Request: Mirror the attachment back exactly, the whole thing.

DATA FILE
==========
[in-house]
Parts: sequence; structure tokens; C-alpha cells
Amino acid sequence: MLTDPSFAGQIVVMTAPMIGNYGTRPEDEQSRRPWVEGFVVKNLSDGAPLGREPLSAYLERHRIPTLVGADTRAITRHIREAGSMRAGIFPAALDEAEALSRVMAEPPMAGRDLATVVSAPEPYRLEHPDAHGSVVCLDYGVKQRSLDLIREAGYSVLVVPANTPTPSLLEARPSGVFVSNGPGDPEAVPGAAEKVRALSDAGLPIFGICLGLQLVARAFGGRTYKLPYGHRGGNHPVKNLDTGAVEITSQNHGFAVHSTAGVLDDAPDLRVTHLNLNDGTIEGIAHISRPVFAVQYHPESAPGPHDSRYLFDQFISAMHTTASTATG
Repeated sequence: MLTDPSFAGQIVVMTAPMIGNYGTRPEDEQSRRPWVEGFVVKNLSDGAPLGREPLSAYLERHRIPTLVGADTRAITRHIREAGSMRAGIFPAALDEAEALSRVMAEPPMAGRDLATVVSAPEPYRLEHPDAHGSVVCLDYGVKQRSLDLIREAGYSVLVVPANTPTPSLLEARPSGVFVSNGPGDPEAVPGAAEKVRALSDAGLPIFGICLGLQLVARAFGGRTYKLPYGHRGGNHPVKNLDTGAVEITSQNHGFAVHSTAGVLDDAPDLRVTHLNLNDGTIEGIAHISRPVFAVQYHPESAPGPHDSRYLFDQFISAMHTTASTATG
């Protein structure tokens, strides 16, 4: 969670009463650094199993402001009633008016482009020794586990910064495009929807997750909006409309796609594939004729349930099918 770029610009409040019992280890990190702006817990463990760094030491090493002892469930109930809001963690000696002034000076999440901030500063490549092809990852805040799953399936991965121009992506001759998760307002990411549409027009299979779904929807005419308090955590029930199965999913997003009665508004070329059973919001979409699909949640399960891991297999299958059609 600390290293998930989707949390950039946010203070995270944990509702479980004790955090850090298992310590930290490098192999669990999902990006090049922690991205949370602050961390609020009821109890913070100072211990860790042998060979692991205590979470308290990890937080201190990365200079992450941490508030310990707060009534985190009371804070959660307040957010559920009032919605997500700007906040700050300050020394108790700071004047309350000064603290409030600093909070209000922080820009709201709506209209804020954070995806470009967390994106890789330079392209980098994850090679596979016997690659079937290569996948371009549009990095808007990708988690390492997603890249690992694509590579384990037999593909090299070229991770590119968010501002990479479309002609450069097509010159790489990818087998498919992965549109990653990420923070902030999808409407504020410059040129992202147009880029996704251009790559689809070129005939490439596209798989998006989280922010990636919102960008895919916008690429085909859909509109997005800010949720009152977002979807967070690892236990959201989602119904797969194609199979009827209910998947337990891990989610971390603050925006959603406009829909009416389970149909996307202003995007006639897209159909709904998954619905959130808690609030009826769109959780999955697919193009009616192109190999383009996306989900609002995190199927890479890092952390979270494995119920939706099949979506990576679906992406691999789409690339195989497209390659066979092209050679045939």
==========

[in-house]
Parts: sequence; structure tokens; C-alpha cells
Amino acid sequence: MLTDPSFAGQIVVMTAPMIGNYGTRPEDEQSRRPWVEGFVVKNLSDGAPLGREPLSAYLERHRIPTLVGADTRAITRHIREAGSMRAGIFPAALDEAEALSRVMAEPPMAGRDLATVVSAPEPYRLEHPDAHGSVVCLDYGVKQRSLDLIREAGYSVLVVPANTPTPSLLEARPSGVFVSNGPGDPEAVPGAAEKVRALSDAGLPIFGICLGLQLVARAFGGRTYKLPYGHRGGNHPVKNLDTGAVEITSQNHGFAVHSTAGVLDDAPDLRVTHLNLNDGTIEGIAHISRPVFAVQYHPESAPGPHDSRYLFDQFISAMHTTASTATG
Repeated sequence: MLTDPSFAGQIVVMTAPMIGNYGTRPEDEQSRRPWVEGFVVKNLSDGAPLGREPLSAYLERHRIPTLVGADTRAITRHIREAGSMRAGIFPAALDEAEALSRVMAEPPMAGRDLATVVSAPEPYRLEHPDAHGSVVCLDYGVKQRSLDLIREAGYSVLVVPANTPTPSLLEARPSGVFVSNGPGDPEAVPGAAEKVRALSDAGLPIFGICLGLQLVARAFGGRTYKLPYGHRGGNHPVKNLDTGAVEITSQNHGFAVHSTAGVLDDAPDLRVTHLNLNDGTIEGIAHISRPVFAVQYHPESAPGPHDSRYLFDQFISAMHTTASTATG
């Protein structure tokens, strides 16, 4: 969670009463650094199993402001009633008016482009020794586990910064495009929807997750909006409309796609594939004729349930099918 770029610009409040019992280890990190702006817990463990760094030491090493002892469930109930809001963690000696002034000076999440901030500063490549092809990852805040799953399936991965121009992506001759998760307002990411549409027009299979779904929807005419308090955590029930199965999913997003009665508004070329059973919001979409699909949640399960891991297999299958059609 600390290293998930989707949390950039946010203070995270944990509702479980004790955090850090298992310590930290490098192999669990999902990006090049922690991205949370602050961390609020009821109890913070100072211990860790042998060979692991205590979470308290990890937080201190990365200079992450941490508030310990707060009534985190009371804070959660307040957010559920009032919605997500700007906040700050300050020394108790700071004047309350000064603290409030600093909070209000922080820009709201709506209209804020954070995806470009967390994106890789330079392209980098994850090679596979016997690659079937290569996948371009549009990095808007990708988690390492997603890249690992694509590579384990037999593909090299070229991770590119968010501002990479479309002609450069097509010159790489990818087998498919992965549109990653990420923070902030999808409407504020410059040129992202147009880029996704251009790559689809070129005939490439596209798989998006989280922010990636919102960008895919916008690429085909859909509109997005800010949720009152977002979807967070690892236990959201989602119904797969194609199979009827209910998947337990891990989610971390603050925006959603406009829909009416389970149909996307202003995007006639897209159909709904998954619905959130808690609030009826769109959780999955697919193009009616192109190999383009996306989900609002995190199927890479890092952390979270494995119920939706099949979506990576679906992406691999789409690339195989497209390659066979092209050679045939």